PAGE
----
VOORHEES, N.J. Kris Letang probably said it best.
In dissecting Pittsburghs opening-round playoff series loss, the Penguins defenseman pointed to the Flyers power play.
We couldnt stop them. Every shot, every chance they had, they scored, said Letang in amazement.
Four games into that series, the Flyers power play efficiency was at 60 percent. It finished at 52.2 percent. The 12 power play goals in the series were a franchise record.
If ever one aspect of special teams was a deciding factor in a Flyers playoff round, it was what we just witnessed against the Penguins.
But can the Flyers power play continue to make that kind of impact as they move on?
We were spot on, said Danny Briere, who had one power play goal in the series and four at even strength.
Things went well for us obviously. Marc-Andre Fleury had a few breakdowns here and there and we took advantage of it. You cant expect to keep going at that same clip. You get up to 25 percent success and thats an amazing clip.
We were over 50 percent and youre not going to see that very often. We just got hot. In the season we got hot like that and then we had stretches where it wasnt.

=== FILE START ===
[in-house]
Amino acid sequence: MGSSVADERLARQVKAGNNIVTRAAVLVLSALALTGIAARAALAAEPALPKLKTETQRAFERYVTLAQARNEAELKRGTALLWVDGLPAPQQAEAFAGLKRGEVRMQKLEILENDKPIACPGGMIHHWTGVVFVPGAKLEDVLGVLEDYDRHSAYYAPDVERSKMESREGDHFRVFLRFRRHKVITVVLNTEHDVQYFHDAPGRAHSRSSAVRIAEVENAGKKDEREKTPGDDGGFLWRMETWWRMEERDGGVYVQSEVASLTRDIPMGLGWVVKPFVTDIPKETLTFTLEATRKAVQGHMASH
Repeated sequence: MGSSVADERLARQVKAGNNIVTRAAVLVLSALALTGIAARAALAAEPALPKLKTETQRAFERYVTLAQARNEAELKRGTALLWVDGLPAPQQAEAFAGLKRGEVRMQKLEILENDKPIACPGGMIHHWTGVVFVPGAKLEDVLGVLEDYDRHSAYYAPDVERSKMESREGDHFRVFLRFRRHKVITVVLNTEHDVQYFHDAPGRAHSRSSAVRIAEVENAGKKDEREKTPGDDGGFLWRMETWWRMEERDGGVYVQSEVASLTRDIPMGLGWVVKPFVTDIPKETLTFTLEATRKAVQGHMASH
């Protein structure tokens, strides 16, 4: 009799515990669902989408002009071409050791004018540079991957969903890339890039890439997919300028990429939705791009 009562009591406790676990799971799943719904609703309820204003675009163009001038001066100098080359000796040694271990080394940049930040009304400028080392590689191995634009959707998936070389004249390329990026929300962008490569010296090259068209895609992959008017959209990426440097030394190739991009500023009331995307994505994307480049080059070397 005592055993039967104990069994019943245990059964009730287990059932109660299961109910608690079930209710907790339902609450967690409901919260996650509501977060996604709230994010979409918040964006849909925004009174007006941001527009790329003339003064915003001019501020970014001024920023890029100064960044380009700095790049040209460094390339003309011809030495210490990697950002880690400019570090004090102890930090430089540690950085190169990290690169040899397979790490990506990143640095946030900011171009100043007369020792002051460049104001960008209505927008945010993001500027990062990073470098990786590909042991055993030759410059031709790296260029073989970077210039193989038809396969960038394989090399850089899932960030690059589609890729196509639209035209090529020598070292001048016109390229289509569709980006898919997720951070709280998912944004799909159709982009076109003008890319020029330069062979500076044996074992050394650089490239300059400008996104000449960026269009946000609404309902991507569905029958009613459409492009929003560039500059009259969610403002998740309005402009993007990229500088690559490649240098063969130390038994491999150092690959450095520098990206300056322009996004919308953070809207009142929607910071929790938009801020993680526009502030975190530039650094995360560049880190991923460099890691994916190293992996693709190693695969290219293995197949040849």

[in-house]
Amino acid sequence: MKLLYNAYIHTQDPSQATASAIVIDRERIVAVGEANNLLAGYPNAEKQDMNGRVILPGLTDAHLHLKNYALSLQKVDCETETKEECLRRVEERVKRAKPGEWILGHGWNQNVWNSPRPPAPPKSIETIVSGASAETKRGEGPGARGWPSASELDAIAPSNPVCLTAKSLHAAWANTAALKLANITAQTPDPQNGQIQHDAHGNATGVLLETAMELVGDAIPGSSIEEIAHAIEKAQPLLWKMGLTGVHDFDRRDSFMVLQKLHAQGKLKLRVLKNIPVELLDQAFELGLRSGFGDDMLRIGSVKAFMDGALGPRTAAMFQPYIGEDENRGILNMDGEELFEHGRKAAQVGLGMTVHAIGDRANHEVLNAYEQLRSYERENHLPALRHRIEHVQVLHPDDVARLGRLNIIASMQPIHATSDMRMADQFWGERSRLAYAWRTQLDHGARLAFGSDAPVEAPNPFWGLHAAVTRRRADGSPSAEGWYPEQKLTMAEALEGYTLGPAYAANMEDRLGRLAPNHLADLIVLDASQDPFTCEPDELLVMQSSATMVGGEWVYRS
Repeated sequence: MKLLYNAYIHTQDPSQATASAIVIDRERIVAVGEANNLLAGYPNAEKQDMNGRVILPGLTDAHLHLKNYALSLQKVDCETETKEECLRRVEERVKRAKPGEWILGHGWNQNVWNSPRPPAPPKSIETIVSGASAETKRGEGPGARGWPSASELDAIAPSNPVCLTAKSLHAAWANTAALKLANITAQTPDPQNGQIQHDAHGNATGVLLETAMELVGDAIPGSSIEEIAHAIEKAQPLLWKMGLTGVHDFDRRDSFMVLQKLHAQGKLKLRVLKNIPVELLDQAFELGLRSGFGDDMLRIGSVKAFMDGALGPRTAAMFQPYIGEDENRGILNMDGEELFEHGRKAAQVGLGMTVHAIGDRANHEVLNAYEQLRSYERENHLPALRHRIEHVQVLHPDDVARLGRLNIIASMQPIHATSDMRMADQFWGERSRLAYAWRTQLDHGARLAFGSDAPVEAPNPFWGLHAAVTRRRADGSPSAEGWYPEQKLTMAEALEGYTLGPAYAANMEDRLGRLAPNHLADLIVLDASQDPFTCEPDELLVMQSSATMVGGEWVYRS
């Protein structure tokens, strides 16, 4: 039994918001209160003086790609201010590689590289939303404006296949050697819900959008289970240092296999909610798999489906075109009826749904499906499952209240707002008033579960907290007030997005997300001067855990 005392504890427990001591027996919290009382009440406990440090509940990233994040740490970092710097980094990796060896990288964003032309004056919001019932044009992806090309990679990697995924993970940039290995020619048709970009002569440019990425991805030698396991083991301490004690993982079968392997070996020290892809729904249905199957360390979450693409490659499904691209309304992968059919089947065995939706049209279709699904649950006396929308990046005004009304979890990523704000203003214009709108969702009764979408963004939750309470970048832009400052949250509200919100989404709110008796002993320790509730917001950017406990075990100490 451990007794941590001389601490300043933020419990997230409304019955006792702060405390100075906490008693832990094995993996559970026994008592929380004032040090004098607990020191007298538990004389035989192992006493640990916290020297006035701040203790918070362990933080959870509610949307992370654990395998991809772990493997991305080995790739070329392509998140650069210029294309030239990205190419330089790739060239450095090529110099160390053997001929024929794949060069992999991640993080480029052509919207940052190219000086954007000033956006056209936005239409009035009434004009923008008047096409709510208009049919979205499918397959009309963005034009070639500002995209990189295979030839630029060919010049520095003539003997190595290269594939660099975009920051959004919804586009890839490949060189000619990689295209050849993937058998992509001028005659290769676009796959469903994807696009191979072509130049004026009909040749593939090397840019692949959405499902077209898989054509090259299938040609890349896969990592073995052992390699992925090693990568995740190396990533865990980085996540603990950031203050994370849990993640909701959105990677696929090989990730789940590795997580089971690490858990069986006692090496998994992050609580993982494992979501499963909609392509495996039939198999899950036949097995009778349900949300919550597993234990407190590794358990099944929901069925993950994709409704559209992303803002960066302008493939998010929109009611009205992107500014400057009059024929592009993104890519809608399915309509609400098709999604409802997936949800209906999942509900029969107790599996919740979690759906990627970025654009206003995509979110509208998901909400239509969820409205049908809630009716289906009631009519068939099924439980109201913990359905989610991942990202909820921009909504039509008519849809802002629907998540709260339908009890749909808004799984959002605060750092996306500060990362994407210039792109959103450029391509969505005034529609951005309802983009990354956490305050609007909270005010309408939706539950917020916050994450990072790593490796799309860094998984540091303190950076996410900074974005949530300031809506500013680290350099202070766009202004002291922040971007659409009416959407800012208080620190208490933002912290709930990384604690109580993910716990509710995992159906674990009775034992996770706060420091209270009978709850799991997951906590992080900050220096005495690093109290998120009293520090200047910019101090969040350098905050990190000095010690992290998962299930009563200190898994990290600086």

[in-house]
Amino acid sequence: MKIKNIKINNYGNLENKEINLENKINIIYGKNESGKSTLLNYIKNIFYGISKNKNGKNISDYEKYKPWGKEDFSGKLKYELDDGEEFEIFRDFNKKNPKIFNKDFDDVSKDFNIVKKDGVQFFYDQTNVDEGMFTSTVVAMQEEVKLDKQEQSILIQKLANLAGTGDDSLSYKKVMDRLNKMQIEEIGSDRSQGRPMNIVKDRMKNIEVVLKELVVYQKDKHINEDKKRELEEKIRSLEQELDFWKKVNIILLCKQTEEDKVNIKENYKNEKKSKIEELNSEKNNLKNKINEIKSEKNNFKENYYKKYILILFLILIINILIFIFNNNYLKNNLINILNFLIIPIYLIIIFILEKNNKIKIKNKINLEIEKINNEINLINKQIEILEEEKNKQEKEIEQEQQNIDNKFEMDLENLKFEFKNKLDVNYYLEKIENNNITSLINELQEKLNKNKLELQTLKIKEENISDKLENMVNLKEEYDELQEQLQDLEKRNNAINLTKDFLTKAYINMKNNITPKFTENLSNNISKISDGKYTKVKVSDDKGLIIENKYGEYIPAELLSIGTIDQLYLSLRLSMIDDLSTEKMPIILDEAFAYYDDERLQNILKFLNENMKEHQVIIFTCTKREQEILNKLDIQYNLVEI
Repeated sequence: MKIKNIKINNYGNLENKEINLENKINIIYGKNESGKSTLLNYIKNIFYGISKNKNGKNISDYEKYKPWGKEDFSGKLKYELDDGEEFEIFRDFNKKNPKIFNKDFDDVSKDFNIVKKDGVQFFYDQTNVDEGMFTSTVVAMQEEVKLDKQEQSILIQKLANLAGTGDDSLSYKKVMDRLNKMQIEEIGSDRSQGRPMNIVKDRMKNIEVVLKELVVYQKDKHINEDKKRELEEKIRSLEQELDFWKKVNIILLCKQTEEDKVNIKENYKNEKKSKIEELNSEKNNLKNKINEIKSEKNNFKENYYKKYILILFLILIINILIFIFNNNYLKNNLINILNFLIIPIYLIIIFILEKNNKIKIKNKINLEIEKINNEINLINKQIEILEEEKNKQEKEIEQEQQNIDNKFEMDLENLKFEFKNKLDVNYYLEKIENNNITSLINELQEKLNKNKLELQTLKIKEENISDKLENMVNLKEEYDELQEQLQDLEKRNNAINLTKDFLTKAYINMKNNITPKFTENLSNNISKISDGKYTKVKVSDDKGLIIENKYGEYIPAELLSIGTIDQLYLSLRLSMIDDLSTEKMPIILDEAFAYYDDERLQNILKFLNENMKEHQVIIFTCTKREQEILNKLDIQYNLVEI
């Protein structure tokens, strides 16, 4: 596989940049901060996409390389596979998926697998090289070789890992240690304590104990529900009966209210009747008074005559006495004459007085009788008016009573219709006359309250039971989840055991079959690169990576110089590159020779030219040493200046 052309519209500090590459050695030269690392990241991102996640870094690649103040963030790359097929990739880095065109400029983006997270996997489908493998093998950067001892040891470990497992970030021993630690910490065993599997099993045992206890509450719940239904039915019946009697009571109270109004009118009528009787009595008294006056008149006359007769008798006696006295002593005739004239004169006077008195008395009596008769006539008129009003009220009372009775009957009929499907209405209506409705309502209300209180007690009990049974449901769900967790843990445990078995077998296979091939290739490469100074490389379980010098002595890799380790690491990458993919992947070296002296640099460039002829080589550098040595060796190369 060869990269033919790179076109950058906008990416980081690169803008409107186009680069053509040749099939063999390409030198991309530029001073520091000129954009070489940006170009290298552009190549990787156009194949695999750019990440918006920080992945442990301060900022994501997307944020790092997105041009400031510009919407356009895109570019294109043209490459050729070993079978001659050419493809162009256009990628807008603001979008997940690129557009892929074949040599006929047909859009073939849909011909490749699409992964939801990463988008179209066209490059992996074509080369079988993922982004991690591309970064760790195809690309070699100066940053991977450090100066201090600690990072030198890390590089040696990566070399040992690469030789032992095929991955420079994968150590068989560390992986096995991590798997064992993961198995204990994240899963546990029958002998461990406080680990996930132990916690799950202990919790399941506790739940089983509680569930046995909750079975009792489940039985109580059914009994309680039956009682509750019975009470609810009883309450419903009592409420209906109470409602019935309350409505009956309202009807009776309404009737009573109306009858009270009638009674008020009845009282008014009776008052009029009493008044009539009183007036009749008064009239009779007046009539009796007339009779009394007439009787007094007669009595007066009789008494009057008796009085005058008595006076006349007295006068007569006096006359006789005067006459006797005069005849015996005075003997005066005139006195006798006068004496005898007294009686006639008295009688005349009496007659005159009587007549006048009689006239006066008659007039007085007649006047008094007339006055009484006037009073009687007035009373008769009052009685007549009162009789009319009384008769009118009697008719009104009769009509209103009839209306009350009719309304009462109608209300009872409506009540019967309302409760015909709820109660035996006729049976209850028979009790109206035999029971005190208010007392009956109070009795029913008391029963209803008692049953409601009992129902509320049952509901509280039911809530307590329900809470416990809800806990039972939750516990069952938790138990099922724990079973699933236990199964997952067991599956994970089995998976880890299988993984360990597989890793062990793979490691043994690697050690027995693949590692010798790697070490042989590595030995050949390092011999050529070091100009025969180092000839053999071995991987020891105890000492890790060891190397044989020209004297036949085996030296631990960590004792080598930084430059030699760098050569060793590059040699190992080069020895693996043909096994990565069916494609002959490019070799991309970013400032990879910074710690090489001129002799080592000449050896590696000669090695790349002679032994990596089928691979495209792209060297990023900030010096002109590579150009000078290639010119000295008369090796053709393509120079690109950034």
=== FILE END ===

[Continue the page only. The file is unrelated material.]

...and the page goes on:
During the regular season, the Flyers power play tied the Penguins for fifth-best in the league at just under 20 percent efficiency, which is great improvement over last years 19th overall showing at 16.6 percent.
Letang, Brooks Orpik and Pens coach Dan Bylsma all commented that the Flyers power play passing was marvelous. It was consistently a split-second ahead of the Penguin penalty killers and had their box confused and frustrated.
It helps us a lot that all five of us on that first unit were together for the last 40-50 games, so all know where to go and where the other player is going to be for breakouts in the zone, Jakub Voracek said.
It's huge for us and it's working well. We just move the puck very well. Our legs were moving all the time. We never stop. We're always cycling and moving the puck around. Anybody can score and anybody can make something happen. We put a lot of pucks in the net ... but we gotta keep things going.
It's great, Voracek said. I'm working with Kimmo on my side and then you got Claude Giroux running the show on the other side. G can score and he can pass to the net, so it's very dangerous. I'm just trying to get open and be an option for those guys.
Danny Brieres second unit features Jaromir Jagr, Brayden Schenn, Matt Read and Matt Carle. Briere said both units passing was flawless through much of the Penguins series from the breakout to zone setup.
Brieres unit, which sometimes includes Max Talbot, had five power play goals in the series.
We certainly did a very good job, Briere said. Our entry passes were good, our passing inside the zone was good. We almost had chances to score every, single power play we got. Confidence grew as the series went on.
We had another unit coming down the stretch, our second unit, figured it out and became dangerous. When you have two units that can score it makes it tough on the PK. You cant put your best penalty killer against one unit. You have to scramble and split it up and change things around.